READING PREFERENCES OF ELEMENTARY SCHOOL CHILDREN OF VARYING SOCIO-ECONOMIC LEVELS AS INDICATED BY SCHOOL LIBRARY CIRCULATION RECORDS
Date of Completion
This study was designed to investigate the reading preferences of elementary school children and to assess the relationship between socio-economic level and preference. It was an extension of a study conducted by Therese Bissen Bard.^ Elementary school library circulation records from two schools, one with children of high socio-economic status and one with children of low socio-economic status, were examined. The data from each school were analyzed separately to determine the categories of literature present in the sample. The data were then organized, classified, and summarized into frequency distributions using these categories. The circulation figures were adjusted to compensate for the difference in the number of students in each school. Multivariate analysis of variance (MANOVA) was used to test for differences based on the adjusted circulation figures. For each school a list of titles that circulated frequently enough to be one or more standard deviations above the mean circulation was compiled. These results were analyzed to determine if any differences existed between type of literature as well as specific titles preferred by children of each socio-economic group.^ Findings revealed that the students of low socio-economic status preferred imaginative-easy literature while the students of high socio-economic status preferred imaginative-non-fiction books. Significant differences were found between the two groups in their preferences for content books, imaginative literature, realistic fiction, and easy books on the basis of the number of titles in each class and category. On the basis of the circulation figures, differences were significant between the two groups in preference for content books, imaginative literature, realistic fiction, easy books, mysteries and non-fiction. No preference differences were found for biographies and Hawaiiana.^ The children of low socio-economic status showed a preference for books that had anthropomorphic animal characters and simple vocabulary, while the children of high socio-economic status showed a preference for books of riddles. Distinguished titles and biographies did not circulate widely in either school. The study yielded no definitive data concerning reading preferences according to author. ^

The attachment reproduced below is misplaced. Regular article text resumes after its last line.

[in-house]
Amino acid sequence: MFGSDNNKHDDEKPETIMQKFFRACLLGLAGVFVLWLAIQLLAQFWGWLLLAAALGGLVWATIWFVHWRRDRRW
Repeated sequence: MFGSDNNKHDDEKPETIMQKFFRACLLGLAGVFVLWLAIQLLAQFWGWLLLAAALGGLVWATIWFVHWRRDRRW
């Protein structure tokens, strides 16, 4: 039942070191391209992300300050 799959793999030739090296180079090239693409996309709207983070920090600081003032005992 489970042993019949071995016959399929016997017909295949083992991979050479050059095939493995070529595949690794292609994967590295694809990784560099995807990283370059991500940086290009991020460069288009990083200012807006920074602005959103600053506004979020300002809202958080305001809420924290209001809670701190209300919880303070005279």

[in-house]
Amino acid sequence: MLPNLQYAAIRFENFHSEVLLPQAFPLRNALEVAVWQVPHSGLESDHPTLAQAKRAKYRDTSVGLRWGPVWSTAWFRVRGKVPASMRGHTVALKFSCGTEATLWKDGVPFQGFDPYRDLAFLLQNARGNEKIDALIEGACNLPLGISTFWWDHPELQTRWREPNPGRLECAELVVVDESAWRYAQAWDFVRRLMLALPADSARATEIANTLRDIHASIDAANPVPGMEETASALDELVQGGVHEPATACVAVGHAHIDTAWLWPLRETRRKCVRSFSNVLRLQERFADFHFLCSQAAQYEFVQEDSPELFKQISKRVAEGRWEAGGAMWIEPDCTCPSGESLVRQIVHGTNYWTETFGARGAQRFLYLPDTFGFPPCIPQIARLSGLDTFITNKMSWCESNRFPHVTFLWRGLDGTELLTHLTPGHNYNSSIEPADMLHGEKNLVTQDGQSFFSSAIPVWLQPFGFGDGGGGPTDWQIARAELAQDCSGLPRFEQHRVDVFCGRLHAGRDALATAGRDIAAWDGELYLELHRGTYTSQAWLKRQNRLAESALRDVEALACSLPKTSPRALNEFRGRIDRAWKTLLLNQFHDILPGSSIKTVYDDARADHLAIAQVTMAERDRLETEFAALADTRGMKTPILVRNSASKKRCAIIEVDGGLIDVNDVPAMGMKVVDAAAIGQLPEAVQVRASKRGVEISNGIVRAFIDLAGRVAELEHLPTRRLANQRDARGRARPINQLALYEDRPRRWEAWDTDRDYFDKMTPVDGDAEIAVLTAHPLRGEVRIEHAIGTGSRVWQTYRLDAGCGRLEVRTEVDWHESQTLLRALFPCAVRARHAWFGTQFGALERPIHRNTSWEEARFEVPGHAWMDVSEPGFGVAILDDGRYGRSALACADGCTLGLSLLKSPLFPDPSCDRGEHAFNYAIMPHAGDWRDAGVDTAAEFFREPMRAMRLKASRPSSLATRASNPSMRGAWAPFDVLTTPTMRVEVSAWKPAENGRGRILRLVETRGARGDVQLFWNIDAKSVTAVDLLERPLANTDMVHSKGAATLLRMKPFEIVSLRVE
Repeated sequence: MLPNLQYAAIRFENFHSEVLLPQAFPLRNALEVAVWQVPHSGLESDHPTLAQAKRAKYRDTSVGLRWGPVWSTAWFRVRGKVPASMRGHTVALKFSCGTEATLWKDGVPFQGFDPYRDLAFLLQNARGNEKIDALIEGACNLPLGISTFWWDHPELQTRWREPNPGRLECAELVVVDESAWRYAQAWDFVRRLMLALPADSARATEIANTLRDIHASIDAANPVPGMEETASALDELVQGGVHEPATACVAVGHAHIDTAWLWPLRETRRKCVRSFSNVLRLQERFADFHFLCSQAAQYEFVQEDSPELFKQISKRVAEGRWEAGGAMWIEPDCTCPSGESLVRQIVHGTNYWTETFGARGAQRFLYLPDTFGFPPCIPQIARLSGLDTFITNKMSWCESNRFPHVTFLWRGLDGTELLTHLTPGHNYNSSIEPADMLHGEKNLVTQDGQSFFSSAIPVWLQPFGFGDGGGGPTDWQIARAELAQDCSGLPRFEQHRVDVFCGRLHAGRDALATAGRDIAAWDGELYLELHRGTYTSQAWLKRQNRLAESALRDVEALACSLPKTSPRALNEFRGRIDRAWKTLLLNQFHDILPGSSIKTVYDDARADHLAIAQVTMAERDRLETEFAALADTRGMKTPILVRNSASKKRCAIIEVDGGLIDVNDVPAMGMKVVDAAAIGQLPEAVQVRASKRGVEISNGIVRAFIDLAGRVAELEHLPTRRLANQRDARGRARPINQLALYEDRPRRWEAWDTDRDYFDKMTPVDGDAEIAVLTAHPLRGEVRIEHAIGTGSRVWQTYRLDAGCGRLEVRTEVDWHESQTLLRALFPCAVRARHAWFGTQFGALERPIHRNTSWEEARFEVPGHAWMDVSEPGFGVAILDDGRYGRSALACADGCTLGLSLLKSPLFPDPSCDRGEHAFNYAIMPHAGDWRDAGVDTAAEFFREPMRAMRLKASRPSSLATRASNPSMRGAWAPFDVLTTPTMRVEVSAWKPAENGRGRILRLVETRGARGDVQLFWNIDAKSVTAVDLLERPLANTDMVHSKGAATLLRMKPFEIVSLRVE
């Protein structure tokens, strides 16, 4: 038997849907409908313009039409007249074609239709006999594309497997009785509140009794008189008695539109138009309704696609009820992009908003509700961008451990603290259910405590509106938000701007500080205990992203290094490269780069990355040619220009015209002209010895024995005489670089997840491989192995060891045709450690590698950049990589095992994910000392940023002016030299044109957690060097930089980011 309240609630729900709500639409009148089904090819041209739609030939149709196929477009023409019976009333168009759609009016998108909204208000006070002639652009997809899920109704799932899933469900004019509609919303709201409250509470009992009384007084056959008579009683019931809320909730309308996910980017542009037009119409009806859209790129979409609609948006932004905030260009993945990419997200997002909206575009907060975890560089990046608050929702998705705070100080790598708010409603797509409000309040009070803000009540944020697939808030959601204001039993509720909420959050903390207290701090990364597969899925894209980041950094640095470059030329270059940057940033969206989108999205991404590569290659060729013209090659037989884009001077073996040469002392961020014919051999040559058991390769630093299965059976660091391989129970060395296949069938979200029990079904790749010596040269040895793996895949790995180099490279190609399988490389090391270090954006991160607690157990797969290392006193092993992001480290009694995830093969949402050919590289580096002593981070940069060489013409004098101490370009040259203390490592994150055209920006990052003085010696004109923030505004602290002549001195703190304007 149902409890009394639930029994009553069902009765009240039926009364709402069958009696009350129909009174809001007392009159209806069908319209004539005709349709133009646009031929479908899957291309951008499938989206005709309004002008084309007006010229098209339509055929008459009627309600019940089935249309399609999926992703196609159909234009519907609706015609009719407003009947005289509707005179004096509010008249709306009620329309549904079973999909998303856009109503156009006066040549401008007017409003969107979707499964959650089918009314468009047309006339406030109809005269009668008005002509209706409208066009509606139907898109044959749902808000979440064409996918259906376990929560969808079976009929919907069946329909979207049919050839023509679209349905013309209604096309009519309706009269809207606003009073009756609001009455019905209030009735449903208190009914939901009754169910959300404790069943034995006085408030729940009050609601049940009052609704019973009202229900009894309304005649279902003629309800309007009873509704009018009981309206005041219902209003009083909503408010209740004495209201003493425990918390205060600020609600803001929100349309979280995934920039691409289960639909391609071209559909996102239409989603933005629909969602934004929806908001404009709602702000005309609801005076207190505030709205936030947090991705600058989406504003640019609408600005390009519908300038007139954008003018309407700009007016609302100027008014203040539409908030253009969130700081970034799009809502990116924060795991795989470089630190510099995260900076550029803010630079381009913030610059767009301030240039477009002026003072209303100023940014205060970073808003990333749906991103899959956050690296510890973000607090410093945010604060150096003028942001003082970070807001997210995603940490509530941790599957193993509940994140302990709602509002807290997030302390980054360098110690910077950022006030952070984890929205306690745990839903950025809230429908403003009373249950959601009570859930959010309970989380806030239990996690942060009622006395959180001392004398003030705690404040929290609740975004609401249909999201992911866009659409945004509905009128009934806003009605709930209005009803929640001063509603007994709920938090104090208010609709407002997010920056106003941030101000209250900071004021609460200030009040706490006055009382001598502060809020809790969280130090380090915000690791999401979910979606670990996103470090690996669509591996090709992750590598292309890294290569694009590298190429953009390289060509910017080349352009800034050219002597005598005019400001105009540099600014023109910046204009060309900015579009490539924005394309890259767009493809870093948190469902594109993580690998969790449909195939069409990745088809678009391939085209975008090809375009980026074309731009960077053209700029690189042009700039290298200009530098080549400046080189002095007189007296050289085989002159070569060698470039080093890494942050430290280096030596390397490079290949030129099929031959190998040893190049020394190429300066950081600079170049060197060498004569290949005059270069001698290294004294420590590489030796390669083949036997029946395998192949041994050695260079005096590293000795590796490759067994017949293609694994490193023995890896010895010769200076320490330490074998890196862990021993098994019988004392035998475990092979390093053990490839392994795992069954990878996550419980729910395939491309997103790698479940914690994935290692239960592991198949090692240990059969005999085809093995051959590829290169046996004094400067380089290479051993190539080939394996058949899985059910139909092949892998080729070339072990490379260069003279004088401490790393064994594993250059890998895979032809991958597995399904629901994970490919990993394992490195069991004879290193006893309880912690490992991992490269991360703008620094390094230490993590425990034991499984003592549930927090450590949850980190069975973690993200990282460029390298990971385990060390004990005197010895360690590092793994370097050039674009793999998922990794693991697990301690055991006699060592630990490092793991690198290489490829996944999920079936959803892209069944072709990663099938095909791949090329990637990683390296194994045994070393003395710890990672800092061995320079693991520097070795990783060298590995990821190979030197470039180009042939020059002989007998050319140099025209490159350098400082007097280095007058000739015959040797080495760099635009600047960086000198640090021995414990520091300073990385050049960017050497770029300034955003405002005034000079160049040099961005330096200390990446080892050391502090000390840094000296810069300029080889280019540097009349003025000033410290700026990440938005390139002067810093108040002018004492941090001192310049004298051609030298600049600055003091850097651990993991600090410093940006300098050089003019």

LOWERY, JEAN O'BRIEN, "READING PREFERENCES OF ELEMENTARY SCHOOL CHILDREN OF VARYING SOCIO-ECONOMIC LEVELS AS INDICATED BY SCHOOL LIBRARY CIRCULATION RECORDS" (1982). Doctoral Dissertations. AAI8309247.